I have answers for none of these questions, but I feel the above are plausible attempts. Apparently we find out next week just who the devil these party poopers are.


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What the frak does that cliffhanger mean?!

An older lady. A chalkboard. An old computer. A great big Newton’s Cradle swingy chalk thingie drawing things on a map. Just what the hell does this mean, and what does “EVENT WINDOW DETERMINED” refer to? The Island? Has the Island been found by all that technology in a church cellar? (And didn’t the computers look very Dharma-esque? Those guys didn’t take well to changing fashions.)

If the Island’s been located, it’s not for long. And nobody should know this better than Mrs Hawking – time-travel legend from Flashes Before Your Eyes, a mysterious character who seems to know a hell of a lot about fate and the cosmos. Ben literally quivers in his boots when in her presence – Mrs Hawking is tough. Is she Goddess of the Island? Could Jacob be – wait for it – a woman all along? Not to say a woman couldn’t hold that degree of power, just that it’d be a hell of a shock if there was a woman called Jacob in that curious little shack.

If she’s Jacob or not – or if she’s even got any longstanding relationship with the Island – that remains to be seen. But she says that Ben and the Six have a mere seventy hours to get back to the Island. Is this the “EVENT WINDOW”? Is a wormhole opening up that could allow them to enter the realm of the Island? If it’s a wormhole, how the hell do they get everyone else off the Island? If the Six don’t make it back to the Island, will that have grave consequences for the rest of the world? Is that why Mrs Hawking says “then God help us all” to the possibility the Six can’t get back? Is she calculating the Island’s location with the help of the Valenzetti Equation? Is that why it’s so important Hurley goes back to the Island? Is the end of the world at hand?! Wormholes?! The world ending?! Mystical equations?! Lost is back in all its head-hurty glory, everyone!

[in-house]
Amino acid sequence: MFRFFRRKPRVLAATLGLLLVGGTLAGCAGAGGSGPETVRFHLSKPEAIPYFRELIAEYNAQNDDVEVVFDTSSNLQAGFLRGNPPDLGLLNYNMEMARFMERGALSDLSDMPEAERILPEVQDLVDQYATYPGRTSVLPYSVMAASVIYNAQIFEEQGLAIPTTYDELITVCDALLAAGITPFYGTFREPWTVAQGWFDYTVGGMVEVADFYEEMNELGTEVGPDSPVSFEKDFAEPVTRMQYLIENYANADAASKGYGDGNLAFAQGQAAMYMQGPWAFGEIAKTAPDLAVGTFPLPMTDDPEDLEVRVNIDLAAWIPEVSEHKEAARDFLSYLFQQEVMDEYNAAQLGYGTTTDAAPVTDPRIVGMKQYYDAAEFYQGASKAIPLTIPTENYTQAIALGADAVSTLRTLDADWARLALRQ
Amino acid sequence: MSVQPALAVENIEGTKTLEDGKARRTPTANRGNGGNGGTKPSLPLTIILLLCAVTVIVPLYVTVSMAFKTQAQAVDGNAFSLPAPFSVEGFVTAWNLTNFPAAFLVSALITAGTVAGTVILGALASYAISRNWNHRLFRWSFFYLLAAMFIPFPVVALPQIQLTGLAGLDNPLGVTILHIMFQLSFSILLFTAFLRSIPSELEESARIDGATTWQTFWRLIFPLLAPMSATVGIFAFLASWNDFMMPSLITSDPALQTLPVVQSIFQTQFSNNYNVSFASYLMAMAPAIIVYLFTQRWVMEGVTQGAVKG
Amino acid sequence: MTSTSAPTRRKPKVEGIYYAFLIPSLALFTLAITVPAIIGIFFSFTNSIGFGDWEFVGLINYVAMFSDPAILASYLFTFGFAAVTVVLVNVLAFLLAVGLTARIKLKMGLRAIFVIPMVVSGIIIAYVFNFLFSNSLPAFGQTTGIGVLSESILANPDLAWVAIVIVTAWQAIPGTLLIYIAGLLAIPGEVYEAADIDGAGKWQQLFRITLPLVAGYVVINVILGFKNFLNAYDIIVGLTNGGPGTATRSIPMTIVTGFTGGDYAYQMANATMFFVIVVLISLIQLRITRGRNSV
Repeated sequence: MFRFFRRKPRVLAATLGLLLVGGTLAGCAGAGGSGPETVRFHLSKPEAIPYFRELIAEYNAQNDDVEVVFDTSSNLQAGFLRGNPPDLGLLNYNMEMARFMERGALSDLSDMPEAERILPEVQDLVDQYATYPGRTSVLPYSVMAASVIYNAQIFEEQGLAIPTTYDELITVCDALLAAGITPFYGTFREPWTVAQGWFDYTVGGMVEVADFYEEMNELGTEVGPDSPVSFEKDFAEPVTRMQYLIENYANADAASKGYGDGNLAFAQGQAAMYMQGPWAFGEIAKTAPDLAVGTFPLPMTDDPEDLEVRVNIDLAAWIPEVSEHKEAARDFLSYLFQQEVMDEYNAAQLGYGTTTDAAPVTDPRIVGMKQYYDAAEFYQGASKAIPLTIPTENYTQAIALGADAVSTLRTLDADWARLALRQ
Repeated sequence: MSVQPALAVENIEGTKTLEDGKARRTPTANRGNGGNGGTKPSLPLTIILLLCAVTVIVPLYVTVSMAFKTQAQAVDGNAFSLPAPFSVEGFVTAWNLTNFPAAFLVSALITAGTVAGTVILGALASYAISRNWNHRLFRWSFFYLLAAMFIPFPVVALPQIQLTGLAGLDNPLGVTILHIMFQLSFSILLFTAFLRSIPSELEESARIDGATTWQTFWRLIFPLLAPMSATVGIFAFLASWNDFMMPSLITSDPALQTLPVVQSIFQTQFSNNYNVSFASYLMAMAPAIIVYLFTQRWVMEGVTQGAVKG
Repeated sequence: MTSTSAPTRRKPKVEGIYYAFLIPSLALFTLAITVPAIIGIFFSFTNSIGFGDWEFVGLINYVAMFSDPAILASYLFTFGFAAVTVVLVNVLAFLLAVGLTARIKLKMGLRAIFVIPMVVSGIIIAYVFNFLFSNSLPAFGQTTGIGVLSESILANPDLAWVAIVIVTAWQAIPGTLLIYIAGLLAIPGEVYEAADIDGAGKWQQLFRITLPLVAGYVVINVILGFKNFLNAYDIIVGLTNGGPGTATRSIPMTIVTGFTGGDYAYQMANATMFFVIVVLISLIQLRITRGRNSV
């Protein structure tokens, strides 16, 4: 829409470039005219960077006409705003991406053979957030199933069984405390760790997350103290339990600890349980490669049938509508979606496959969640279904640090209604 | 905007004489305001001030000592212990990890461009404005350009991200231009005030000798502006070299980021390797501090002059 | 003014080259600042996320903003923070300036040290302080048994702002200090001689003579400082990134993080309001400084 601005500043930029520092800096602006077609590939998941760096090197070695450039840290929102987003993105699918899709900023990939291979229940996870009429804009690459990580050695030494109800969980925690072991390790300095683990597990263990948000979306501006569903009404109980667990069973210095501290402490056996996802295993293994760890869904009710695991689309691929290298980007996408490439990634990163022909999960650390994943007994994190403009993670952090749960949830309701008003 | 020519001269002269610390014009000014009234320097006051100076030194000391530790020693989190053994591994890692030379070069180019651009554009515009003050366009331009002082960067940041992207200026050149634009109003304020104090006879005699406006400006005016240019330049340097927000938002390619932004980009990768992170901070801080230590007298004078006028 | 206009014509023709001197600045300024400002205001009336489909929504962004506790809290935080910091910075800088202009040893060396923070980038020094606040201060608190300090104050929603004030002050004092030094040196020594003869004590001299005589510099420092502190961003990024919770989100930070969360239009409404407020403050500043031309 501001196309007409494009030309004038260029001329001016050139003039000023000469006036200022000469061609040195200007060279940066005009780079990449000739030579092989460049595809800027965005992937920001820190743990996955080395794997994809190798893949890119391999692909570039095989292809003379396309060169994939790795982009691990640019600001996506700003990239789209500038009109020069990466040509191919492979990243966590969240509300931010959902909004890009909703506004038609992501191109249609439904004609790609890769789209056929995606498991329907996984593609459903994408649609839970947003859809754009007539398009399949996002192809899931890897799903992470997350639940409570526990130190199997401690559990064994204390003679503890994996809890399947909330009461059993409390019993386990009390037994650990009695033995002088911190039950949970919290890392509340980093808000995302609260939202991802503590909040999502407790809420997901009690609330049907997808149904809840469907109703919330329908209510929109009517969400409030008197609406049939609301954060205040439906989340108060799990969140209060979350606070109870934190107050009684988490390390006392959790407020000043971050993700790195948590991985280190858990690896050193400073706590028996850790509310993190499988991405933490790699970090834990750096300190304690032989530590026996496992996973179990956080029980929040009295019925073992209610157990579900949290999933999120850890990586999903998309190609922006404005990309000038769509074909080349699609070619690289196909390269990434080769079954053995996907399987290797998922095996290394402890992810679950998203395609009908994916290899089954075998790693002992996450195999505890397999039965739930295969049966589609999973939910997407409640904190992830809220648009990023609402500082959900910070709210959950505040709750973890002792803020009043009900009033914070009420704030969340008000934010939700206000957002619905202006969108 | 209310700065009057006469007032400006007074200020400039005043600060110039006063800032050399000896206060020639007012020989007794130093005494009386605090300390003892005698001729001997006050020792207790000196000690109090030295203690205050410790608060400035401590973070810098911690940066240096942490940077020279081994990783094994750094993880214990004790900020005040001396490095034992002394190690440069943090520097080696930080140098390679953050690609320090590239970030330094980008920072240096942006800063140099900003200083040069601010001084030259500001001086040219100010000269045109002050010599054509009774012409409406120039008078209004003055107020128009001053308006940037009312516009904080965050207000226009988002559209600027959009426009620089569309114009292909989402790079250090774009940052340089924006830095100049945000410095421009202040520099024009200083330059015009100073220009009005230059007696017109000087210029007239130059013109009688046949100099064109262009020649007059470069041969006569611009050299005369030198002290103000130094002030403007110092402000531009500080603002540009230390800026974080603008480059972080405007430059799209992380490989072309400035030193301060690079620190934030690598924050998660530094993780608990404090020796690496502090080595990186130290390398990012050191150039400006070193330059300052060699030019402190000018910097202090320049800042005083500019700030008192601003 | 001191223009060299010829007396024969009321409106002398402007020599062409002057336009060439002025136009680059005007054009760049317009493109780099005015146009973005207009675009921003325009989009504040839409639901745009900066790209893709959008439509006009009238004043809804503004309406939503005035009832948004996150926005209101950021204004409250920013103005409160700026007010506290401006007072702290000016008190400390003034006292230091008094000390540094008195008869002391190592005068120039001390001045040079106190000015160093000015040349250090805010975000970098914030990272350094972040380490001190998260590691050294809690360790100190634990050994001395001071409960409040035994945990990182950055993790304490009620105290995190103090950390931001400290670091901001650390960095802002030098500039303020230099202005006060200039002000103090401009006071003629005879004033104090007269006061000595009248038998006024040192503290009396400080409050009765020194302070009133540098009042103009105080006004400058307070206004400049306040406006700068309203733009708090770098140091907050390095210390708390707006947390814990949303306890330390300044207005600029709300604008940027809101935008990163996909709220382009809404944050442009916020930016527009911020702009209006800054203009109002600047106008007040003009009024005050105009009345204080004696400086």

Ooft, I need a lie down. Last night held a controlled explosion of Island manna along with some pretty involving character stuff, especially the whole Sun-is-a-badass deal. Because You Left and The Lie were good – but not great – episodes that are truly building up to something insane, awesome or insanely awesome.

Here I would leave you with the usual wild theories, questions and unfounded accusations that close my usual recaps but I’m just going to leave you with a couple of randomly strung together thoughts:

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  • Remember when Charlie got clean off drugs really, really quick way back in season one? Will the show bother to give scenes of Jack detoxing or will it just get in the way of things like, say… the plot?
  • Is baby Aaron getting on anybody else’s nerves? Anyone?
  • Did a whole hour of shirtless Josh Holloway make you male viewers feel all that little bit more paunchy than usual?
  • What was actually said in that Exposé recap at the start? (I love those things.)
  • Did anybody watch that Lost: On Location thing with Iain Lee beforehand and feel your eyes burn from the wealth of potential spoilers onscreen?
  • And finally, what direction will the show take now that the most popular bet for Jacob’s true identity is dead?


Til next week, I’m hopefully, hopefully Lost. I love it.

Our other review of the first and second episodes of Lost’s fifth season is here.

Den Of Geek List of Lost

26 January 2009